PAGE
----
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Mr. Peter Pike (Burnley): I welcome what my right hon. Friend has announced. I also welcome what the

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Government are doing for the low-paid and pensioners, and the investment that is being made in hospitals and schools in constituencies such as mine. May I make one plea, however?

In Burnley we have 4,000 empty houses, and the number is rising day by day. The position is becoming desperate. We need Government help to demolish at least 2,000 of those houses speedily. When we come to the spending review in a few months' time, can we be sure that the Government will respond positively so that the council—together with the Government—can tackle what is a major local problem?

Mr. Brown: Housing was one of the issues raised during the last spending review, and we provided more additional funds. I agree with my hon. Friend that there are real challenges and real problems in terms of ability to repair the housing stock, which result from not just years but decades of neglect.

I shall put my hon. Friend's representations to the relevant Department—and this, too, is a matter for the spending review.

Sir Michael Spicer (West Worcestershire): Why has the rate of productivity, which was rising until 1997, been falling since then—and why has a table showing that fact, which appeared in last year's productivity report, been airbrushed out of the current one?

Mr. Brown: The only years in which productivity has been negative were under the Conservative Government. [Hon. Members: "Come on!"] The hon. Gentleman asked about rates of productivity. Is the rate negative, or is it positive? Productivity has been positive under Labour for three years: manufacturing productivity has been positive for two years, and productivity generally for one. It was negative under the Conservatives.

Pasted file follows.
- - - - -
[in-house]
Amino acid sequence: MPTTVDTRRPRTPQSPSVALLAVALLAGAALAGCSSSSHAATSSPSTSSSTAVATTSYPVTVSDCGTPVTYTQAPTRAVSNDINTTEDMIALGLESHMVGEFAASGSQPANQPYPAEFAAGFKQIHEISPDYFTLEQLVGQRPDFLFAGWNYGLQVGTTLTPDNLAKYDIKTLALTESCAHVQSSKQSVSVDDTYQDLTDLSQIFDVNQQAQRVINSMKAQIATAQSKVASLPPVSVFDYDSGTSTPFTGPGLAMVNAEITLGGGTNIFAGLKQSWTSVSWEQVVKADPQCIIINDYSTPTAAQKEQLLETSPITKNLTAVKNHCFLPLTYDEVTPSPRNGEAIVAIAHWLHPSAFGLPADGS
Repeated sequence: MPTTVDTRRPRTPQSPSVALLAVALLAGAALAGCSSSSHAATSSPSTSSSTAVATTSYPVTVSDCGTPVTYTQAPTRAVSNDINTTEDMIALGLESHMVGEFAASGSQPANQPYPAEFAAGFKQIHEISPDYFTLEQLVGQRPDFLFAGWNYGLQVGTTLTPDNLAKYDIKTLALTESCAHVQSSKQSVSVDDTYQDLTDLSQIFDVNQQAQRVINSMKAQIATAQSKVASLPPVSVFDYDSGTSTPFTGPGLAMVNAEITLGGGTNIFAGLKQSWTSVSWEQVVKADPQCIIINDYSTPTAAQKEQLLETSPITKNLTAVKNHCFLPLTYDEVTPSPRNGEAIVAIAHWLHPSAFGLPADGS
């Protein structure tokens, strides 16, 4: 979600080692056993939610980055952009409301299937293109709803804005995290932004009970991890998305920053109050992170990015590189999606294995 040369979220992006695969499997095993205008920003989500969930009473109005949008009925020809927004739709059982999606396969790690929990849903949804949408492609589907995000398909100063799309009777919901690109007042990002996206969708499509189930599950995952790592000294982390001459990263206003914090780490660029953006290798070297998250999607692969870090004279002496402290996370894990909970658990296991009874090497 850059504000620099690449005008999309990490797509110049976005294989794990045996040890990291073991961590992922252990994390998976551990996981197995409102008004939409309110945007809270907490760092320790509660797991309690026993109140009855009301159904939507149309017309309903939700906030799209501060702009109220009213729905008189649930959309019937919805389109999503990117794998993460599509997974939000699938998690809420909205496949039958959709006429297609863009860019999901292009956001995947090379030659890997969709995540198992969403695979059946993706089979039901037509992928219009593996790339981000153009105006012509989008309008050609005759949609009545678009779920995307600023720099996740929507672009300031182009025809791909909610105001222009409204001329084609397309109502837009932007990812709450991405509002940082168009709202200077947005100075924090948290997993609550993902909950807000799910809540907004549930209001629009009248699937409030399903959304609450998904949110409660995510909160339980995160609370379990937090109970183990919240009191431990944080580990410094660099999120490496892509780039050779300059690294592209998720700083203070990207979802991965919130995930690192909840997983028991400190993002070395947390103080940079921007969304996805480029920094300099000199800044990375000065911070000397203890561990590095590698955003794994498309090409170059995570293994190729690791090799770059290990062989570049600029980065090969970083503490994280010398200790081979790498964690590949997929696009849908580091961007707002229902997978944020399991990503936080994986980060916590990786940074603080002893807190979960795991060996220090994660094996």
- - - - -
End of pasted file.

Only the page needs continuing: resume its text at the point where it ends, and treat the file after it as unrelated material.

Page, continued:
What is happening to the British economy, I believe, is what, in many ways, happened to the American economy in the early 1990s. There has been a large growth in employment—1¼ million—in the British economy. A large growth in employment took place in America in the early 1990s, which made possible the productivity growth that took place later.

Our productivity is rising, not falling. Our manufacturing productivity rose substantially last year. It is ridiculous for the hon. Gentleman to say that productivity is falling.

Sir Michael Spicer: Productivity rates.

Mr. Brown: Productivity is growing, and will continue to grow.

Mr. Martin O'Neill (Ochil): I congratulate my right hon. Friend on the decision to announce that the winter fuel allowance will be sustained for the next three winters. However, as he knows what the sums will be, will he reconsider the entitlement cut-off date? It is causing great difficulty for those who discover that, by an accident of birth, they will not receive the £200 winter fuel allowance that they may have been anticipating.

I also welcome the R and D tax breaks. As my right hon. Friend will be aware, however, in the past couple of years, some manufacturing companies have not been able